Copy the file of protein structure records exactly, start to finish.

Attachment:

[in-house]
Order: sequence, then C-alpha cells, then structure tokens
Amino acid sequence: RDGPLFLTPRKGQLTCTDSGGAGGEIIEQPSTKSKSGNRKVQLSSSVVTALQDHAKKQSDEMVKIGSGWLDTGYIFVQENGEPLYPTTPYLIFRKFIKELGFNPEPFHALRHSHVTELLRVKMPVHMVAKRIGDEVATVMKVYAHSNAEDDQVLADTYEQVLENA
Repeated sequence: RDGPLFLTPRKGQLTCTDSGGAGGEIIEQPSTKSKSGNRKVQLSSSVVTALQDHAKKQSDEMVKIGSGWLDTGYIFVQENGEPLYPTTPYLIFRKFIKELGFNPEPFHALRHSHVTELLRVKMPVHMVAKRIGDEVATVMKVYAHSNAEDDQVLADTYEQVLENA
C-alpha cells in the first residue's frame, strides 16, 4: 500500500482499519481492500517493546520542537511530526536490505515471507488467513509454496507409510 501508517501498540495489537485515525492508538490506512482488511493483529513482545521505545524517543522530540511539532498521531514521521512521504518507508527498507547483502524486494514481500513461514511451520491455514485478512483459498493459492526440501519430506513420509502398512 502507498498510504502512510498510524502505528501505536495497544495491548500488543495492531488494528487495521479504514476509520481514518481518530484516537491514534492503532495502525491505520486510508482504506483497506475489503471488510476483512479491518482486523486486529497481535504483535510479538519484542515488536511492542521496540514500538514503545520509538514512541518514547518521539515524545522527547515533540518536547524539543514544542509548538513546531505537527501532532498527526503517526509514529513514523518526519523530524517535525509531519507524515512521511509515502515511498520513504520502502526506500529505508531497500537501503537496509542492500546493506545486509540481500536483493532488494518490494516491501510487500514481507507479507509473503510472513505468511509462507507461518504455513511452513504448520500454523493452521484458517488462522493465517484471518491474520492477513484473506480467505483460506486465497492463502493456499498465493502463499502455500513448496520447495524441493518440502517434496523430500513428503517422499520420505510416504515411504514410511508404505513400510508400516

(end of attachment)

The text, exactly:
[in-house]
Order: sequence, then C-alpha cells, then structure tokens
Amino acid sequence: RDGPLFLTPRKGQLTCTDSGGAGGEIIEQPSTKSKSGNRKVQLSSSVVTALQDHAKKQSDEMVKIGSGWLDTGYIFVQENGEPLYPTTPYLIFRKFIKELGFNPEPFHALRHSHVTELLRVKMPVHMVAKRIGDEVATVMKVYAHSNAEDDQVLADTYEQVLENA
Repeated sequence: RDGPLFLTPRKGQLTCTDSGGAGGEIIEQPSTKSKSGNRKVQLSSSVVTALQDHAKKQSDEMVKIGSGWLDTGYIFVQENGEPLYPTTPYLIFRKFIKELGFNPEPFHALRHSHVTELLRVKMPVHMVAKRIGDEVATVMKVYAHSNAEDDQVLADTYEQVLENA
C-alpha cells in the first residue's frame, strides 16, 4: 500500500482499519481492500517493546520542537511530526536490505515471507488467513509454496507409510 501508517501498540495489537485515525492508538490506512482488511493483529513482545521505545524517543522530540511539532498521531514521521512521504518507508527498507547483502524486494514481500513461514511451520491455514485478512483459498493459492526440501519430506513420509502398512 502507498498510504502512510498510524502505528501505536495497544495491548500488543495492531488494528487495521479504514476509520481514518481518530484516537491514534492503532495502525491505520486510508482504506483497506475489503471488510476483512479491518482486523486486529497481535504483535510479538519484542515488536511492542521496540514500538514503545520509538514512541518514547518521539515524545522527547515533540518536547524539543514544542509548538513546531505537527501532532498527526503517526509514529513514523518526519523530524517535525509531519507524515512521511509515502515511498520513504520502502526506500529505508531497500537501503537496509542492500546493506545486509540481500536483493532488494518490494516491501510487500514481507507479507509473503510472513505468511509462507507461518504455513511452513504448520500454523493452521484458517488462522493465517484471518491474520492477513484473506480467505483460506486465497492463502493456499498465493502463499502455500513448496520447495524441493518440502517434496523430500513428503517422499520420505510416504515411504514410511508404505513400510508400516